We bear bad news, but first: have you swaddled your children in a fleece blanket, so their hair tufts out of the opening just enough to remind you how fragile and intricate and precious life truly is? Good. Medical officials are currently monitoring the proliferation of strains of potent antibiotic-resistant bacteria that kill 50% of the patients they infect. "These are nightmare bacteria that present a triple-threat," Dr. Thomas Frieden, the director of the Center for Disease Control and Prevention told USA Today, referring to carbapenem-resistant Enterobacteriaceae. "They're resistant to nearly all antibiotics. They have high mortality rates, killing half of people with serious infections. And they can spread their resistance to other bacteria."
In 2001 around 1.2% of Enterobacteriaceae, the most common family of bacteria, were resistant to carbapenem antibiotics, which are the strongest antibiotics available. In 2011, that percentage was 4.2%. Currently, the antibiotic-resistant bacteria thrives only in hospitals—last year 4% of all hospitals treated a CRE infection, compared with 18% of long-term, acute-care hospitals.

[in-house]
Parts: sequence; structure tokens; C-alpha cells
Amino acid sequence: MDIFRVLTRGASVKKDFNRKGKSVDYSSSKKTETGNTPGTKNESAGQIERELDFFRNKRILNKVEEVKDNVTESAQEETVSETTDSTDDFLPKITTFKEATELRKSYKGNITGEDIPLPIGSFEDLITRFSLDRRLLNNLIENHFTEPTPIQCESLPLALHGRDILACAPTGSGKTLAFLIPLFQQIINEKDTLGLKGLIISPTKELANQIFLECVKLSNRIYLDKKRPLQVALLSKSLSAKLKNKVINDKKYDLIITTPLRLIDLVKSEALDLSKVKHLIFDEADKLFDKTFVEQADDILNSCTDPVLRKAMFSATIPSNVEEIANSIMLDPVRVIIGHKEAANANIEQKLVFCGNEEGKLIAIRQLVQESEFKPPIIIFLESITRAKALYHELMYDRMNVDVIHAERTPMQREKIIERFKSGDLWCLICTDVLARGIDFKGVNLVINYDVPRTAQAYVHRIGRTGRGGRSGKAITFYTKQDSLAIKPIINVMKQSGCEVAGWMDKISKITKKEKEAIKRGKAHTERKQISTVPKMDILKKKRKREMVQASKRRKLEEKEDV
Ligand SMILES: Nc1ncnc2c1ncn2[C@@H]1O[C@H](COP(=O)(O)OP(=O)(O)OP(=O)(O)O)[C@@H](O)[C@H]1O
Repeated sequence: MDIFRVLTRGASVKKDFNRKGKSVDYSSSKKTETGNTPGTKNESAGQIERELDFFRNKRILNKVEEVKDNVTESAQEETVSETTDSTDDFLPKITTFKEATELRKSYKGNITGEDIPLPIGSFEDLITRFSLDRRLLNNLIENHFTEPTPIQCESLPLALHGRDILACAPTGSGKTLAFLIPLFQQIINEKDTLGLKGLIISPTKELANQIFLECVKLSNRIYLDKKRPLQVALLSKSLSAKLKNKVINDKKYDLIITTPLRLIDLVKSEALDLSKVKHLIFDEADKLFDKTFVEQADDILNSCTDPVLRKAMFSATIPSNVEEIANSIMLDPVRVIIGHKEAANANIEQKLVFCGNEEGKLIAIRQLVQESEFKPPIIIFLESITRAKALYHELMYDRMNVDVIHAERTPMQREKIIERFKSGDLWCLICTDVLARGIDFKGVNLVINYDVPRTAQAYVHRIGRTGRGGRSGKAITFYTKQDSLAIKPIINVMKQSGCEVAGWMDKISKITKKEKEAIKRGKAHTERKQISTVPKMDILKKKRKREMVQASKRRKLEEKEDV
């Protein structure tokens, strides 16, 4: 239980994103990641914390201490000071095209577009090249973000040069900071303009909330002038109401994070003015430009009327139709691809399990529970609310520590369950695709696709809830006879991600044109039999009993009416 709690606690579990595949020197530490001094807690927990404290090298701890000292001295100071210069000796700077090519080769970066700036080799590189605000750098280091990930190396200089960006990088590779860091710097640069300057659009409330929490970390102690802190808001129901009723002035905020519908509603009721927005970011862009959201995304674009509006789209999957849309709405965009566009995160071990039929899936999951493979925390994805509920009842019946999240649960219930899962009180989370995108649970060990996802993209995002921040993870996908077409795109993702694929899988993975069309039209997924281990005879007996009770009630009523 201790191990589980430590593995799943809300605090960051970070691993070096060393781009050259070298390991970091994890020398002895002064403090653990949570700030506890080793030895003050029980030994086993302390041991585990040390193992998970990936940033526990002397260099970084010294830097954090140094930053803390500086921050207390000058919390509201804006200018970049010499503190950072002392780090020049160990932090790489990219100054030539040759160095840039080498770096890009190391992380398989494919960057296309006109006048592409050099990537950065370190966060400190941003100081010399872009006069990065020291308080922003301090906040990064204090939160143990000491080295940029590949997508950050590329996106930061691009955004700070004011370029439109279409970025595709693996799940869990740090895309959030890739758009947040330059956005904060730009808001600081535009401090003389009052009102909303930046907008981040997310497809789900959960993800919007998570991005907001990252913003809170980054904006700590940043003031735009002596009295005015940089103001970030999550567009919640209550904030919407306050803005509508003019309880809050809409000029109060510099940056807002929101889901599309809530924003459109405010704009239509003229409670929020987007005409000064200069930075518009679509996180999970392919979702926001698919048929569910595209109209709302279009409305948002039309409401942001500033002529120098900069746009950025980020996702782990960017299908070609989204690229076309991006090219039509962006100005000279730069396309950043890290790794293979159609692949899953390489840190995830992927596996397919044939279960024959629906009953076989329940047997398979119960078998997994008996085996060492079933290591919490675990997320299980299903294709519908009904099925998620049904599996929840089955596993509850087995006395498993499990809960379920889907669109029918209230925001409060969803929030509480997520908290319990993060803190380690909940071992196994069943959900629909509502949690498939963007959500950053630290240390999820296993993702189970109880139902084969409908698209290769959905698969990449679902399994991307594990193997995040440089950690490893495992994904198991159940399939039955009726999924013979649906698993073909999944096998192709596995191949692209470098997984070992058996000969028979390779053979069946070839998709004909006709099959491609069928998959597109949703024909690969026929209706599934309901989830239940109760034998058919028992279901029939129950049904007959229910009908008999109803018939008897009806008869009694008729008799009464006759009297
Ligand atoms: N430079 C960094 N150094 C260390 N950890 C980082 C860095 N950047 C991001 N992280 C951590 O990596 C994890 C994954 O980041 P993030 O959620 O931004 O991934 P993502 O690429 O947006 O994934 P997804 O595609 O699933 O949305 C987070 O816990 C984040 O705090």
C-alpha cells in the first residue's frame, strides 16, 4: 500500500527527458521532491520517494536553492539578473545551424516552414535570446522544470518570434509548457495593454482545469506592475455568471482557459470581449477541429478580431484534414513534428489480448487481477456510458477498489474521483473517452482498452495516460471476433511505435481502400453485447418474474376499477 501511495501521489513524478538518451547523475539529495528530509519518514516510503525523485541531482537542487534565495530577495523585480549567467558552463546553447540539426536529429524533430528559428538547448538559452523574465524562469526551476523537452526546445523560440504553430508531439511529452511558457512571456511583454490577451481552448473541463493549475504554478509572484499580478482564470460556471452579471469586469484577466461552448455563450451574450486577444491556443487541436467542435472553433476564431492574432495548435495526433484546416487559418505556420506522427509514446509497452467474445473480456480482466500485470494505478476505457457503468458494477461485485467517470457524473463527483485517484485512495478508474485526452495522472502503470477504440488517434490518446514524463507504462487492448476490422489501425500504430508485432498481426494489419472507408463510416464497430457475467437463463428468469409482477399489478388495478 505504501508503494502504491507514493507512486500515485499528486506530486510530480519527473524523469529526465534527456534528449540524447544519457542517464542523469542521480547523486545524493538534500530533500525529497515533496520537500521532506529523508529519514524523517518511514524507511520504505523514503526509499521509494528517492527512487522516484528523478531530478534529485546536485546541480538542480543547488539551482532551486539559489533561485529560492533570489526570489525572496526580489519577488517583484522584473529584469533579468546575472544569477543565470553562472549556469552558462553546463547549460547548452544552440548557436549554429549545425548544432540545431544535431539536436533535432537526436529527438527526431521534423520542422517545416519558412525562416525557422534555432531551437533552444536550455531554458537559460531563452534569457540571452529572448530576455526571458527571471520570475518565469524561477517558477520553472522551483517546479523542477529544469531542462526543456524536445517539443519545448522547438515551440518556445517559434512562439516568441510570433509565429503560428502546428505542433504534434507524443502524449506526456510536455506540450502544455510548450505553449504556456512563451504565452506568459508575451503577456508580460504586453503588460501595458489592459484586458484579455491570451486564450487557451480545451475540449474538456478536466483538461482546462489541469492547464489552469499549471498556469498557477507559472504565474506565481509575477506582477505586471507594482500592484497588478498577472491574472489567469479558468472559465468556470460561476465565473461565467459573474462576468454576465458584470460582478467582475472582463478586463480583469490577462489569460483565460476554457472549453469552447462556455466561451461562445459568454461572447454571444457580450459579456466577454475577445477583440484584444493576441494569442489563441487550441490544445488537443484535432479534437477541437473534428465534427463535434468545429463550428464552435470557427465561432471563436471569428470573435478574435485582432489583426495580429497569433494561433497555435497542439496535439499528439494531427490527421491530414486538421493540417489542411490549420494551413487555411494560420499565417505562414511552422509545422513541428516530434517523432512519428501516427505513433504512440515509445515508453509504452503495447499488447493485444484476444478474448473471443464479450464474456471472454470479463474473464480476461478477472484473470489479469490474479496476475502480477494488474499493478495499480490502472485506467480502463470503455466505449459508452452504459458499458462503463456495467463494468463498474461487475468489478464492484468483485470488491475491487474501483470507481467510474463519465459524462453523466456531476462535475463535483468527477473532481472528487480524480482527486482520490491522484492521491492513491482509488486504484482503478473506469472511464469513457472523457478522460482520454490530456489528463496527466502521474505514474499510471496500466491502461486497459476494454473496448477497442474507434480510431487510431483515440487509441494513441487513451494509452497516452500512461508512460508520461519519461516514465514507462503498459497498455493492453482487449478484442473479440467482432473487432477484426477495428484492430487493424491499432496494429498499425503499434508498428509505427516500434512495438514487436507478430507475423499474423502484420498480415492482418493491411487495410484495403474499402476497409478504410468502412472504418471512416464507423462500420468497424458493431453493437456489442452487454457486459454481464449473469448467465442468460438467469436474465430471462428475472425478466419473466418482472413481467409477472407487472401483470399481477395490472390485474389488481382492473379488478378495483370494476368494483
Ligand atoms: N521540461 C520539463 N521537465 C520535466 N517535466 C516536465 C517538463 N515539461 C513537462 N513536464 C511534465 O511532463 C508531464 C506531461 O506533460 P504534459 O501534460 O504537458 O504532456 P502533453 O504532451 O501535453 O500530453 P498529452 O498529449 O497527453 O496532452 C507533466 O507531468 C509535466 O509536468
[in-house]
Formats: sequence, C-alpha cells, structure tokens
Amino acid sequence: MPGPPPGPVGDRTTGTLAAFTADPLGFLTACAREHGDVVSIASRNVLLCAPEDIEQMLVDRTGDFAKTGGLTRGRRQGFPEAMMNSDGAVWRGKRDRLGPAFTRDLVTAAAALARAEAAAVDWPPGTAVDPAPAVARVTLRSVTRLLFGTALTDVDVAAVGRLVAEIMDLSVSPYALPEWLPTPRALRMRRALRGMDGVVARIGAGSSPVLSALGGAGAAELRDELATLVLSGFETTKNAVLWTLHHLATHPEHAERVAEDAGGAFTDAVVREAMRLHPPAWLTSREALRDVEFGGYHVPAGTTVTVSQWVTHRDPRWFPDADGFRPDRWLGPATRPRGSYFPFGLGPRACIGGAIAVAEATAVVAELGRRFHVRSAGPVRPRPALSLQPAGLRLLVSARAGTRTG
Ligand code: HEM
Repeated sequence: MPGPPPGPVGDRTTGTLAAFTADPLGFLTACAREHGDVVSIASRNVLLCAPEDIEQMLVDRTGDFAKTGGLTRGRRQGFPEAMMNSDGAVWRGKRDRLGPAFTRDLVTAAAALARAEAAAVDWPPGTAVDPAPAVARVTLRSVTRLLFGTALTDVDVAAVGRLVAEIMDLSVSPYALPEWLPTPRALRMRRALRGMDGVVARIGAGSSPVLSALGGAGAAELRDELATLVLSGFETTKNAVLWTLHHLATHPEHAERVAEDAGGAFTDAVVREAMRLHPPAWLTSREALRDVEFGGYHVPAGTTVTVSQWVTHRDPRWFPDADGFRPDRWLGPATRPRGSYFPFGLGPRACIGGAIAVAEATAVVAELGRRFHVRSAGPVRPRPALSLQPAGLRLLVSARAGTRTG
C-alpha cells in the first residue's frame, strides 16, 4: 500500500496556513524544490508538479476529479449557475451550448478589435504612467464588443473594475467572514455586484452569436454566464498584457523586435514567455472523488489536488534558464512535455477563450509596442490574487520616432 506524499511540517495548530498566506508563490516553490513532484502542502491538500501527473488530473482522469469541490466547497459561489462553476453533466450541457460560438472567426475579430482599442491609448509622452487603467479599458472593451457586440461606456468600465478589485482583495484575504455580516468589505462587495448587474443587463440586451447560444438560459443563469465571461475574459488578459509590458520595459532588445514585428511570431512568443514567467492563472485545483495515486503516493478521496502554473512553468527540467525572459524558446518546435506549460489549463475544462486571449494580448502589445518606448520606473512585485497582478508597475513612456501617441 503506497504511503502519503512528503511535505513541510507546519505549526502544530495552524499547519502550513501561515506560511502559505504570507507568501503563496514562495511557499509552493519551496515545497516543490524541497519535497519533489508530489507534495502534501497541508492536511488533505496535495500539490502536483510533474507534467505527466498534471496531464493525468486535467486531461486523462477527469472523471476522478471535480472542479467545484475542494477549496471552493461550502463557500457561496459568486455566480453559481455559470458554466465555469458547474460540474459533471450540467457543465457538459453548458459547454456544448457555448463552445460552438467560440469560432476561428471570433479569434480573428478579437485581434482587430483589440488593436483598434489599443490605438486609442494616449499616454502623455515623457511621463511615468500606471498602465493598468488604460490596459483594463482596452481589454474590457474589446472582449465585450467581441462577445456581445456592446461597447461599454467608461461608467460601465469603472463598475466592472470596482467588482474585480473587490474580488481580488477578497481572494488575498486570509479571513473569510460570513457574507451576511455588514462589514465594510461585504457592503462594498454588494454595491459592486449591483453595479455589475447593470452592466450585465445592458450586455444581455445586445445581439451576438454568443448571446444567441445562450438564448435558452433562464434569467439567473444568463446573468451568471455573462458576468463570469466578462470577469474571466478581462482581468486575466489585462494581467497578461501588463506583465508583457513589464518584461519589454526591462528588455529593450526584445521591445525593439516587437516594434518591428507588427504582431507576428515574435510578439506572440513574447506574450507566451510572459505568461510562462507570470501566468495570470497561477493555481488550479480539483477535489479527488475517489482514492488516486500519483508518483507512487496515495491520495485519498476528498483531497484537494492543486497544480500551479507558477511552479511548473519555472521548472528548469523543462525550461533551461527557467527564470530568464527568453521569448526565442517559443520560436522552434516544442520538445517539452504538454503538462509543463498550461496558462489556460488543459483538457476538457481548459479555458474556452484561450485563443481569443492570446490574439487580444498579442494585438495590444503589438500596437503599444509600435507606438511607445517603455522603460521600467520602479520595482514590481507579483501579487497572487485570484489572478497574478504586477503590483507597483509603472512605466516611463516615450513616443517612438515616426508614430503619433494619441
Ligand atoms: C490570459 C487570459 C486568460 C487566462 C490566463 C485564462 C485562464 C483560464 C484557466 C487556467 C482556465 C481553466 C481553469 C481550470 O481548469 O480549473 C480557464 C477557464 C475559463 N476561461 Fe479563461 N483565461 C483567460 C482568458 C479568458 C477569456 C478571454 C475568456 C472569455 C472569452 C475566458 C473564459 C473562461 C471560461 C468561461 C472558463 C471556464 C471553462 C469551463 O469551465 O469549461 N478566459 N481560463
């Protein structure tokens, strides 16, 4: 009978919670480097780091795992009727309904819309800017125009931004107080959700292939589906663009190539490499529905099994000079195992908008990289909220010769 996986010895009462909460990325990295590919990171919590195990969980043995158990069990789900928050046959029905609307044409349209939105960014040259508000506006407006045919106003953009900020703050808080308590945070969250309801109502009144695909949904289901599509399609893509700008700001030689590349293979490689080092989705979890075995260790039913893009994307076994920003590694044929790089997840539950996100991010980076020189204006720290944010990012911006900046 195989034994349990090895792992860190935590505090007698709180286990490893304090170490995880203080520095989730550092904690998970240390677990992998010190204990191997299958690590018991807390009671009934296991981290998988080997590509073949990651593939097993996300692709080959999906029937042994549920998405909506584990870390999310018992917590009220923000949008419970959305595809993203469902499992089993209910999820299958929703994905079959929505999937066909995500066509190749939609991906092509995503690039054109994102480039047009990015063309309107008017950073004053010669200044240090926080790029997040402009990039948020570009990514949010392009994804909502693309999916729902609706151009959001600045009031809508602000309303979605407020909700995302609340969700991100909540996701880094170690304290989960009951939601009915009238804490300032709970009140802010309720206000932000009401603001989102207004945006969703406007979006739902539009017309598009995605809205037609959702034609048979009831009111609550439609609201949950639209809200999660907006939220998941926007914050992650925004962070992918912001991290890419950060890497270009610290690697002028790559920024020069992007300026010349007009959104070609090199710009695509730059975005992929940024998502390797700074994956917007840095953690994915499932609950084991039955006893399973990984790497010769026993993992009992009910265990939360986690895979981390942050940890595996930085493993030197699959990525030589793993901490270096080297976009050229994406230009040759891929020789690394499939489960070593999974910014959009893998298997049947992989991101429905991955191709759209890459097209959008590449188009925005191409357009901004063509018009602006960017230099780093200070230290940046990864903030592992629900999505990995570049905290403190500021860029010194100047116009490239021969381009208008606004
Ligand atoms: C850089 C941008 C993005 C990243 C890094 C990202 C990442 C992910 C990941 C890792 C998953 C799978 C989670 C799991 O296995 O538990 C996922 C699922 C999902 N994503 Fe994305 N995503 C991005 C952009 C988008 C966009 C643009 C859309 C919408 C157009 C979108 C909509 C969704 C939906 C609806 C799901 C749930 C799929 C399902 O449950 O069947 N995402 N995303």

Costi Sifri, a physician who studies infectious disease and hospital epidemiology at the University of Virginia said that doctors have resorted to cutting out the infected tissue rather than administer worthless antibiotics, adding that the rise of CRE infections may mark the beginning of the "post-antibiotic era."
Specialists say that catheters, ventilators, and other devices inserted deep into the body should be removed as soon as possible to prevent the spread of infection, and that doctors should stop prescribing antibiotics so much: half of all antibiotic prescriptions are unnecessary.
The CDC has more tips for avoiding infection (wash your hands, you're supposed to be an adult!). USA Today has a pretty nifty slideshow showing how bacteria eventually becomes resistant to antibiotics, but it's missing a slide of that inconsiderate jerk with strep throat who only took his pills for two days so he could make trivia night on Wednesday.